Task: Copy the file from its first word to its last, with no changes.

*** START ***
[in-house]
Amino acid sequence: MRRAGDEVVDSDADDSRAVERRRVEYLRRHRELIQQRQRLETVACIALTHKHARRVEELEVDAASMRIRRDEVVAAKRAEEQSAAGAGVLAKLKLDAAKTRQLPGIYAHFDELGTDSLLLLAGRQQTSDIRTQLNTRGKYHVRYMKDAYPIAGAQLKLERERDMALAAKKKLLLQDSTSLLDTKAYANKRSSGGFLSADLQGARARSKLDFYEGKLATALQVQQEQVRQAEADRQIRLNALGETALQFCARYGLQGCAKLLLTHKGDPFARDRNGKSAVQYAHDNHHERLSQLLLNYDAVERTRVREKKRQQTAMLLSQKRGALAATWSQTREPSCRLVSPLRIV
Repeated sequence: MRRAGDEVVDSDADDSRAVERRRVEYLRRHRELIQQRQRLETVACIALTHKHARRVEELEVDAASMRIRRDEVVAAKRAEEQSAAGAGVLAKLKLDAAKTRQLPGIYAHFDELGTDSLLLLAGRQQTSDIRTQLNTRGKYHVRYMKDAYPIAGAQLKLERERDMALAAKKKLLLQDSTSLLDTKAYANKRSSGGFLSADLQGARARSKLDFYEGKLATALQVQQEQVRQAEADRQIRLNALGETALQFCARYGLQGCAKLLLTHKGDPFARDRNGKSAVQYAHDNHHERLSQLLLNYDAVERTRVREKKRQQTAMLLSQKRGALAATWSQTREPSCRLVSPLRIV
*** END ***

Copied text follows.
[in-house]
Amino acid sequence: MRRAGDEVVDSDADDSRAVERRRVEYLRRHRELIQQRQRLETVACIALTHKHARRVEELEVDAASMRIRRDEVVAAKRAEEQSAAGAGVLAKLKLDAAKTRQLPGIYAHFDELGTDSLLLLAGRQQTSDIRTQLNTRGKYHVRYMKDAYPIAGAQLKLERERDMALAAKKKLLLQDSTSLLDTKAYANKRSSGGFLSADLQGARARSKLDFYEGKLATALQVQQEQVRQAEADRQIRLNALGETALQFCARYGLQGCAKLLLTHKGDPFARDRNGKSAVQYAHDNHHERLSQLLLNYDAVERTRVREKKRQQTAMLLSQKRGALAATWSQTREPSCRLVSPLRIV
Repeated sequence: MRRAGDEVVDSDADDSRAVERRRVEYLRRHRELIQQRQRLETVACIALTHKHARRVEELEVDAASMRIRRDEVVAAKRAEEQSAAGAGVLAKLKLDAAKTRQLPGIYAHFDELGTDSLLLLAGRQQTSDIRTQLNTRGKYHVRYMKDAYPIAGAQLKLERERDMALAAKKKLLLQDSTSLLDTKAYANKRSSGGFLSADLQGARARSKLDFYEGKLATALQVQQEQVRQAEADRQIRLNALGETALQFCARYGLQGCAKLLLTHKGDPFARDRNGKSAVQYAHDNHHERLSQLLLNYDAVERTRVREKKRQQTAMLLSQKRGALAATWSQTREPSCRLVSPLRIV